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Taking a new look at 'Wings': A good print is hard to find

May 13, 2003|Susan King

The good news about "Wings" is that no scenes have been removed nor has the continuity been tampered with since it was released back in 1927. But the bad news, says Academy Film Archive director Michael Pogorzelski, is that the original camera negative deteriorated many years ago.

"Most of the elements from around the world today are derived from a nitrate print which was at the Library of Congress," he says. "A duplicate negative was made from that and that dupe negative has made a succession of elements from prints and fine grains [negatives]."

But eventually that nitrate print and original dupe negative also deteriorated. "So we are really four generations" removed from the original negative, says Pogorzelski.

For the restoration of "Wings," the academy is using a fine grain negative from Paramount, which is in "pretty good shape." The newly restored print has returned all the color tinting to the film. "Generally tints were used for certain sequences but 'Wings' is one of the few where it is tinted throughout," says Pogorzelski. "The four colors they used were light amber, amber, lavender and blue for the night sequences."

"This is a sensational score," says conductor and musicologist Gillian Anderson. Back in 1927, composer J.S. Zamecnik wrote the accompaniment to "Wings" with his own composed music and pre-existing music -- including works by Mendelssohn, John Philip Sousa, Tchaikovsky and Verdi -- he selected. Though the original orchestrations no longer exist, says Anderson, there was a piano score that had been deposited for copyright by Paramount back in 1927.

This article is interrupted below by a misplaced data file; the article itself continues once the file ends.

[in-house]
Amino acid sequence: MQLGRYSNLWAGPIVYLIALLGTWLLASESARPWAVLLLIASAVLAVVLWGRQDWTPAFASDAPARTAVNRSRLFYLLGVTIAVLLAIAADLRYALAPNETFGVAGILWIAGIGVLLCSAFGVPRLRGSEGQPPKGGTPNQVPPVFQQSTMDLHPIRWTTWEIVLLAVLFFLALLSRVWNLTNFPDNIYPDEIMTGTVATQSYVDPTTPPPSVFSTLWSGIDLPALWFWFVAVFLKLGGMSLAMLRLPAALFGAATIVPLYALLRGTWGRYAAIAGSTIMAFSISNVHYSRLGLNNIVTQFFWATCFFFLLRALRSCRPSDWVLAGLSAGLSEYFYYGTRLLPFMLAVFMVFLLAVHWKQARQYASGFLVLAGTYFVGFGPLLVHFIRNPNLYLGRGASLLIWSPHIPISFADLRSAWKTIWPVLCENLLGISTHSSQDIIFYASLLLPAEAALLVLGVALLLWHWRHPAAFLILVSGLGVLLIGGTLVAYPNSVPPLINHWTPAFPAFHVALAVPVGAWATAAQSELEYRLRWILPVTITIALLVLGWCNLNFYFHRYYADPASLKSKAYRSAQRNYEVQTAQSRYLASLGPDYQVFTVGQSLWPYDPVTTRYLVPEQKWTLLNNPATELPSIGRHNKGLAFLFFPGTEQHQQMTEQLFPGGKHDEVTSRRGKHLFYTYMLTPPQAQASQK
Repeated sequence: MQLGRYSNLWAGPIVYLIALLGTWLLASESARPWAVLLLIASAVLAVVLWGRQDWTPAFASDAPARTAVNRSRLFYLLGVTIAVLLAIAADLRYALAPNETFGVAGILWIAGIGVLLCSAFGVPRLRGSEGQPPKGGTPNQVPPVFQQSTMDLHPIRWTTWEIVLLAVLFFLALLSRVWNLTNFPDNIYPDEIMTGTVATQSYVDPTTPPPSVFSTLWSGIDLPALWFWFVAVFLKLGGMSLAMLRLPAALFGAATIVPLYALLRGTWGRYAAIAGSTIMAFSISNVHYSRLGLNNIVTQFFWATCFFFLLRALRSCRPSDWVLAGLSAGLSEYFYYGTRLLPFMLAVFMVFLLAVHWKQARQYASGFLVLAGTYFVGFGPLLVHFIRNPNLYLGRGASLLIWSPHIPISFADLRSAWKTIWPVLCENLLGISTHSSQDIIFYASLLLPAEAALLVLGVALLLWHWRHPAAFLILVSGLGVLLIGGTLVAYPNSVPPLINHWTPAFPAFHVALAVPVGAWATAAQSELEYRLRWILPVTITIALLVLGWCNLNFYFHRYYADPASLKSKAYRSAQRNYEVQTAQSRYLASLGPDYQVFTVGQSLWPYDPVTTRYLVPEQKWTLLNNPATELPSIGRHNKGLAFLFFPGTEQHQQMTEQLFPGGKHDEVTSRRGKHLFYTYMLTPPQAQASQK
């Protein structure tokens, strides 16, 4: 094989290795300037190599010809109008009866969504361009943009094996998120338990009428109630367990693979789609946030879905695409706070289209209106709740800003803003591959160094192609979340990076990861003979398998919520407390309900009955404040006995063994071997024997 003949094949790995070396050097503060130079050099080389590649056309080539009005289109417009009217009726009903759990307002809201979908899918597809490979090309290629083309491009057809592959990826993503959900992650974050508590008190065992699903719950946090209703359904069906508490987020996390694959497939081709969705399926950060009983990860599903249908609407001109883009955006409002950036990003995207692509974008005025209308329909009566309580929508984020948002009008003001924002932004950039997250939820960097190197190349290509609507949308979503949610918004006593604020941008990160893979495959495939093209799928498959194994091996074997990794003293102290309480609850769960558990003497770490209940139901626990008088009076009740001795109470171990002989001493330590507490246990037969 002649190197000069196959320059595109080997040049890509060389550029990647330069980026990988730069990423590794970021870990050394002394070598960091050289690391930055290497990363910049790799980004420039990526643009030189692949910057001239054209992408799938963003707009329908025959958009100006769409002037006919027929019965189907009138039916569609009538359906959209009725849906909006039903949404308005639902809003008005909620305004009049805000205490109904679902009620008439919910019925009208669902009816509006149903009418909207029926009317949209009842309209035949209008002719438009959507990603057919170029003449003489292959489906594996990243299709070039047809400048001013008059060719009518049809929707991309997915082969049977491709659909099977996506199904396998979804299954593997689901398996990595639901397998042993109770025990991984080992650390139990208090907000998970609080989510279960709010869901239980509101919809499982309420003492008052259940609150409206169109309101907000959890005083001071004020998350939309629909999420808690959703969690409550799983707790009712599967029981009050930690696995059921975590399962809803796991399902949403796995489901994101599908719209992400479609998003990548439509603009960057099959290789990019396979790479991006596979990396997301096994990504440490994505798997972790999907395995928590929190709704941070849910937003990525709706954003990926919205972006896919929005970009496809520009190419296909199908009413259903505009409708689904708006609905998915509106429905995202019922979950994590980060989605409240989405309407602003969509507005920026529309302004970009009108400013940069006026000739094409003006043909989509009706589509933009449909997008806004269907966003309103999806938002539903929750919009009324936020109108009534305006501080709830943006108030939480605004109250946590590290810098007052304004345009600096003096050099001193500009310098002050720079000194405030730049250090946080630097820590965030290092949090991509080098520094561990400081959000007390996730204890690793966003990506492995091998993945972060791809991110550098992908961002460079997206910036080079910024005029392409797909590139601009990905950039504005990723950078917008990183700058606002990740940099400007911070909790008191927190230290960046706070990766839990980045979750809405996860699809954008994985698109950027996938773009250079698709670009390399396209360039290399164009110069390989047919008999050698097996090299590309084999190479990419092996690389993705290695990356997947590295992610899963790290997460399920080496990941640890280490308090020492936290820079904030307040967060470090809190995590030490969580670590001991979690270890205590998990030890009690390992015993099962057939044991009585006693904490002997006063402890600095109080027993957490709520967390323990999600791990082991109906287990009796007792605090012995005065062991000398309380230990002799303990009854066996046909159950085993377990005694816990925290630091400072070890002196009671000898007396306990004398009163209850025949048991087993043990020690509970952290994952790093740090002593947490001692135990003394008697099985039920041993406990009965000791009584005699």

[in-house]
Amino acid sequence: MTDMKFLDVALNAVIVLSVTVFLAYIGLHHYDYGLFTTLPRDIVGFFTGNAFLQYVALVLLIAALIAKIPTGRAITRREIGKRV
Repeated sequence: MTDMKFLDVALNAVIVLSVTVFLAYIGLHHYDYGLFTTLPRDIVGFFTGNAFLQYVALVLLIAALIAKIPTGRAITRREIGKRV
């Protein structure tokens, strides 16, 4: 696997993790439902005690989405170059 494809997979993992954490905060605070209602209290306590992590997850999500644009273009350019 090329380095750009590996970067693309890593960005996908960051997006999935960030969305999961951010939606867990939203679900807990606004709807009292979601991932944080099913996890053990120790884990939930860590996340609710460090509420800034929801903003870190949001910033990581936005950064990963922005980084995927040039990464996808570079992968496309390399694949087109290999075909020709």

"In the piano score there are 181 sections," says Anderson. "All had a copyright notice on them. So it said the year it was given the copyright, the copyright owner, the title of the piece and the composer. With those copyright notices, I was able to track down the original arrangements he used. They came from all over the world. Then the 50% of the score that was his original material, some of it was his own pre-existing material and we were able to get a hold of it. Or if it had been published, we were able to find those arrangements. For music that was written but hadn't been published, we had to re-orchestrate it."

The score, Anderson says, "really adds a lot to the picture. His composed music has themes for each of the major characters. There's a very famous love theme that's very upbeat. There's a lot of humor in the movie and there's a lot of humor in the music. It's infectious."

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